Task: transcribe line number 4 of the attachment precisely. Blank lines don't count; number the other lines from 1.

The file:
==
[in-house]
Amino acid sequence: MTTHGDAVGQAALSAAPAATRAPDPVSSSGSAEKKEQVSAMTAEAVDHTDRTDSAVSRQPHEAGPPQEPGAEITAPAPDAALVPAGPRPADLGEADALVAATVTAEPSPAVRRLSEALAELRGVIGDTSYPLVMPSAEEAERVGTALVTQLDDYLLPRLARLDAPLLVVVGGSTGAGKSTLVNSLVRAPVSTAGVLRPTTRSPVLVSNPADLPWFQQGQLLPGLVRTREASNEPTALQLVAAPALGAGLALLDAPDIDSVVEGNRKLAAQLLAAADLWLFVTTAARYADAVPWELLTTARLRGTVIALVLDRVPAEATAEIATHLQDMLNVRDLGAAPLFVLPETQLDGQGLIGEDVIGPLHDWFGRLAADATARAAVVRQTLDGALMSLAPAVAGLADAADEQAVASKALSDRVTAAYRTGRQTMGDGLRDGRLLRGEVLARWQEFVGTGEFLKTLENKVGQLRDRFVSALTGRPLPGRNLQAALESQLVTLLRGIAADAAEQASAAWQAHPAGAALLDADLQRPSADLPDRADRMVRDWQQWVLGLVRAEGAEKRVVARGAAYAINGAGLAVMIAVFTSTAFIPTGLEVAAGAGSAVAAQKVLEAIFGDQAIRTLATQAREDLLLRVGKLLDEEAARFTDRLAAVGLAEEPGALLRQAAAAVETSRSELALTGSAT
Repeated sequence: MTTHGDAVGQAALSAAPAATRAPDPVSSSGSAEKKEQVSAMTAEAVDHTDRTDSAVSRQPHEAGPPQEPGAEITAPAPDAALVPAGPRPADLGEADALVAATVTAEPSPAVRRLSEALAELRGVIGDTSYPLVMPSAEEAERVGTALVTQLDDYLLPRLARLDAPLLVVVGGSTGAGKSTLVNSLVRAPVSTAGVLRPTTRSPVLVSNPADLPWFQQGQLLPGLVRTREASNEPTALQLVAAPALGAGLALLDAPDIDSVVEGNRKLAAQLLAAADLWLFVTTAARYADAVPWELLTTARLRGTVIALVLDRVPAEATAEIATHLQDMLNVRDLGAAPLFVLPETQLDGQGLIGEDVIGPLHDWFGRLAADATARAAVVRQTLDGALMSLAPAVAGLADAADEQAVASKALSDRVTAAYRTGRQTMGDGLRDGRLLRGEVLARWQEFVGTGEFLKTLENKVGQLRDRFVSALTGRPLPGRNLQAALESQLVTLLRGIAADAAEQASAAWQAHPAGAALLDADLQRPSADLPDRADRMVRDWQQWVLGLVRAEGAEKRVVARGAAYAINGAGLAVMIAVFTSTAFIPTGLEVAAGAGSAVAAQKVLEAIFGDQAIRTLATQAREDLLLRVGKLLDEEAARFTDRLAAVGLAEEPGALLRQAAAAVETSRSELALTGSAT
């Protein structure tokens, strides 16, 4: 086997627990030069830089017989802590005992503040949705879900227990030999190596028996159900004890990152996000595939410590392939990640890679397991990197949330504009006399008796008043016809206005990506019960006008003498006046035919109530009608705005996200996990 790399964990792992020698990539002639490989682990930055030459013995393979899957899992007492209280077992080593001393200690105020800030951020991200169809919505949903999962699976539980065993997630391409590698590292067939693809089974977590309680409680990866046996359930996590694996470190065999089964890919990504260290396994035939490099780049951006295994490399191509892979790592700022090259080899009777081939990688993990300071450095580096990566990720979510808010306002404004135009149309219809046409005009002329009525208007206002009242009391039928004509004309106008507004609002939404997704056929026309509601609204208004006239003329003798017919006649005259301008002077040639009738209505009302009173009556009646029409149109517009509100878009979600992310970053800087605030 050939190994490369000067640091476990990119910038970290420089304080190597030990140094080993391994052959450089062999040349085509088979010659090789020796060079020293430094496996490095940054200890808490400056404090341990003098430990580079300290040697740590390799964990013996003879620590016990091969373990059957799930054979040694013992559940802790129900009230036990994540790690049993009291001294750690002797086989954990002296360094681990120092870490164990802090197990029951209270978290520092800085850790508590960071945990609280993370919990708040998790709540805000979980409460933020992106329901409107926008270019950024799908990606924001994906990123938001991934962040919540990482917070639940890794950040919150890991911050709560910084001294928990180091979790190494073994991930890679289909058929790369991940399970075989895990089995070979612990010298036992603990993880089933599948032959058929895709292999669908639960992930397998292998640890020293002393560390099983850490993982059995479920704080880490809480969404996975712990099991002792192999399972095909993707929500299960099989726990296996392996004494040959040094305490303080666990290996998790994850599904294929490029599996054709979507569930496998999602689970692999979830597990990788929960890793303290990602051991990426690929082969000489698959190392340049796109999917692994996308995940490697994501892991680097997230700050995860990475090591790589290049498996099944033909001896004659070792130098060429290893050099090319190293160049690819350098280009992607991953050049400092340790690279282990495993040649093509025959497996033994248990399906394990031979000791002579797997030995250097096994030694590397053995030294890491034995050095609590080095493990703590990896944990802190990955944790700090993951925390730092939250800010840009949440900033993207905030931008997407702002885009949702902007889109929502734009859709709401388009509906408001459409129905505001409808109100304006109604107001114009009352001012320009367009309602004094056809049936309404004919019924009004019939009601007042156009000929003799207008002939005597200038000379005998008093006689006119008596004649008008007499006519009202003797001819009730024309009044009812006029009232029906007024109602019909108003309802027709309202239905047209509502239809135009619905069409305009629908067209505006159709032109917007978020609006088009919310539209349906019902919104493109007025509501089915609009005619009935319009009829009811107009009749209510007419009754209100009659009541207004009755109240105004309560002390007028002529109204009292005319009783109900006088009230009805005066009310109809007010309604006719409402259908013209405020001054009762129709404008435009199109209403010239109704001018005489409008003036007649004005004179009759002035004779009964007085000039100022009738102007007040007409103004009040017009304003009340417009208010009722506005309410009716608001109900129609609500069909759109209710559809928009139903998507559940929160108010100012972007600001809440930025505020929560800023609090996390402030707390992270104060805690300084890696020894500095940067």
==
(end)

């Protein structure tokens, strides 16, 4: 086997627990030069830089017989802590005992503040949705879900227990030999190596028996159900004890990152996000595939410590392939990640890679397991990197949330504009006399008796008043016809206005990506019960006008003498006046035919109530009608705005996200996990 790399964990792992020698990539002639490989682990930055030459013995393979899957899992007492209280077992080593001393200690105020800030951020991200169809919505949903999962699976539980065993997630391409590698590292067939693809089974977590309680409680990866046996359930996590694996470190065999089964890919990504260290396994035939490099780049951006295994490399191509892979790592700022090259080899009777081939990688993990300071450095580096990566990720979510808010306002404004135009149309219809046409005009002329009525208007206002009242009391039928004509004309106008507004609002939404997704056929026309509601609204208004006239003329003798017919006649005259301008002077040639009738209505009302009173009556009646029409149109517009509100878009979600992310970053800087605030 050939190994490369000067640091476990990119910038970290420089304080190597030990140094080993391994052959450089062999040349085509088979010659090789020796060079020293430094496996490095940054200890808490400056404090341990003098430990580079300290040697740590390799964990013996003879620590016990091969373990059957799930054979040694013992559940802790129900009230036990994540790690049993009291001294750690002797086989954990002296360094681990120092870490164990802090197990029951209270978290520092800085850790508590960071945990609280993370919990708040998790709540805000979980409460933020992106329901409107926008270019950024799908990606924001994906990123938001991934962040919540990482917070639940890794950040919150890991911050709560910084001294928990180091979790190494073994991930890679289909058929790369991940399970075989895990089995070979612990010298036992603990993880089933599948032959058929895709292999669908639960992930397998292998640890020293002393560390099983850490993982059995479920704080880490809480969404996975712990099991002792192999399972095909993707929500299960099989726990296996392996004494040959040094305490303080666990290996998790994850599904294929490029599996054709979507569930496998999602689970692999979830597990990788929960890793303290990602051991990426690929082969000489698959190392340049796109999917692994996308995940490697994501892991680097997230700050995860990475090591790589290049498996099944033909001896004659070792130098060429290893050099090319190293160049690819350098280009992607991953050049400092340790690279282990495993040649093509025959497996033994248990399906394990031979000791002579797997030995250097096994030694590397053995030294890491034995050095609590080095493990703590990896944990802190990955944790700090993951925390730092939250800010840009949440900033993207905030931008997407702002885009949702902007889109929502734009859709709401388009509906408001459409129905505001409808109100304006109604107001114009009352001012320009367009309602004094056809049936309404004919019924009004019939009601007042156009000929003799207008002939005597200038000379005998008093006689006119008596004649008008007499006519009202003797001819009730024309009044009812006029009232029906007024109602019909108003309802027709309202239905047209509502239809135009619905069409305009629908067209505006159709032109917007978020609006088009919310539209349906019902919104493109007025509501089915609009005619009935319009009829009811107009009749209510007419009754209100009659009541207004009755109240105004309560002390007028002529109204009292005319009783109900006088009230009805005066009310109809007010309604006719409402259908013209405020001054009762129709404008435009199109209403010239109704001018005489409008003036007649004005004179009759002035004779009964007085000039100022009738102007007040007409103004009040017009304003009340417009208010009722506005309410009716608001109900129609609500069909759109209710559809928009139903998507559940929160108010100012972007600001809440930025505020929560800023609090996390402030707390992270104060805690300084890696020894500095940067």